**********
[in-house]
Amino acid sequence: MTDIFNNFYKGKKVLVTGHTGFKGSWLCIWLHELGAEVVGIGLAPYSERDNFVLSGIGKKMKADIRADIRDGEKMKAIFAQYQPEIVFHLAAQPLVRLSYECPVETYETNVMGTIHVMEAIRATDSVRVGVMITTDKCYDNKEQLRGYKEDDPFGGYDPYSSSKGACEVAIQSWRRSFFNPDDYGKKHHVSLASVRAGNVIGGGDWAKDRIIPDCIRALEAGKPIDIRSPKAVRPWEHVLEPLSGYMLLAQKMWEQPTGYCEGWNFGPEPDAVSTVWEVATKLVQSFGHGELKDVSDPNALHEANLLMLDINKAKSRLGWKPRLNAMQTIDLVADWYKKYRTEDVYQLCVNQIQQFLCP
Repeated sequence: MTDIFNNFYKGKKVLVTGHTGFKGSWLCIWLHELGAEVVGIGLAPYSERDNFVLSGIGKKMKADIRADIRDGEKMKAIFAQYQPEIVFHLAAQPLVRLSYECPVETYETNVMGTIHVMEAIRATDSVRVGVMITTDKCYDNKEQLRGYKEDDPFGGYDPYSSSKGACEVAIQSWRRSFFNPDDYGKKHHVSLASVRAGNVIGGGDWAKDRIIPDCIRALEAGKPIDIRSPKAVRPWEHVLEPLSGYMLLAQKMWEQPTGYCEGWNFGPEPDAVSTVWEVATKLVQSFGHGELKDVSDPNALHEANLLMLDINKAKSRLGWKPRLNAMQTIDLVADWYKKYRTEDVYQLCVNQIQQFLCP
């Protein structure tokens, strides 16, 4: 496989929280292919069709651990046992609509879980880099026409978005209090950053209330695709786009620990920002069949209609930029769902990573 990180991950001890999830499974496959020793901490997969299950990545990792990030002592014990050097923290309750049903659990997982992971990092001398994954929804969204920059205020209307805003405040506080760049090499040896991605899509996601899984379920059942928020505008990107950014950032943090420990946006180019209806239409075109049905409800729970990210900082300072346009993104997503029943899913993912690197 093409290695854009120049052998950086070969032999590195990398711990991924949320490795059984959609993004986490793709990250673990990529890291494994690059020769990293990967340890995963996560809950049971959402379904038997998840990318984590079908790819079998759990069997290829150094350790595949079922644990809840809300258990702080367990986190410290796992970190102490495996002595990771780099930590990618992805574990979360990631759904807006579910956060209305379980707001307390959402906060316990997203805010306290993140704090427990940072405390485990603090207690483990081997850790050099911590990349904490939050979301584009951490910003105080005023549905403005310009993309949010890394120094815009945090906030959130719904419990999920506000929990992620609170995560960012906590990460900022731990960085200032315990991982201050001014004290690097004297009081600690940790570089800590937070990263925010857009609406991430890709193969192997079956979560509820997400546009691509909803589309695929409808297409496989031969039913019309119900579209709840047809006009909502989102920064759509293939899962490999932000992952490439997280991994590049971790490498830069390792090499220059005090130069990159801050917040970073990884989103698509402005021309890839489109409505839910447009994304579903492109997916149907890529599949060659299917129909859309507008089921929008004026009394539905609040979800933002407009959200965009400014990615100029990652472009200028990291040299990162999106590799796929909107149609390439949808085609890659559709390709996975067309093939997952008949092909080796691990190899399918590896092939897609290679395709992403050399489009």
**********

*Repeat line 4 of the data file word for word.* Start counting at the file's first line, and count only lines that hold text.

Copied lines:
């Protein structure tokens, strides 16, 4: 496989929280292919069709651990046992609509879980880099026409978005209090950053209330695709786009620990920002069949209609930029769902990573 990180991950001890999830499974496959020793901490997969299950990545990792990030002592014990050097923290309750049903659990997982992971990092001398994954929804969204920059205020209307805003405040506080760049090499040896991605899509996601899984379920059942928020505008990107950014950032943090420990946006180019209806239409075109049905409800729970990210900082300072346009993104997503029943899913993912690197 093409290695854009120049052998950086070969032999590195990398711990991924949320490795059984959609993004986490793709990250673990990529890291494994690059020769990293990967340890995963996560809950049971959402379904038997998840990318984590079908790819079998759990069997290829150094350790595949079922644990809840809300258990702080367990986190410290796992970190102490495996002595990771780099930590990618992805574990979360990631759904807006579910956060209305379980707001307390959402906060316990997203805010306290993140704090427990940072405390485990603090207690483990081997850790050099911590990349904490939050979301584009951490910003105080005023549905403005310009993309949010890394120094815009945090906030959130719904419990999920506000929990992620609170995560960012906590990460900022731990960085200032315990991982201050001014004290690097004297009081600690940790570089800590937070990263925010857009609406991430890709193969192997079956979560509820997400546009691509909803589309695929409808297409496989031969039913019309119900579209709840047809006009909502989102920064759509293939899962490999932000992952490439997280991994590049971790490498830069390792090499220059005090130069990159801050917040970073990884989103698509402005021309890839489109409505839910447009994304579903492109997916149907890529599949060659299917129909859309507008089921929008004026009394539905609040979800933002407009959200965009400014990615100029990652472009200028990291040299990162999106590799796929909107149609390439949808085609890659559709390709996975067309093939997952008949092909080796691990190899399918590896092939897609290679395709992403050399489009």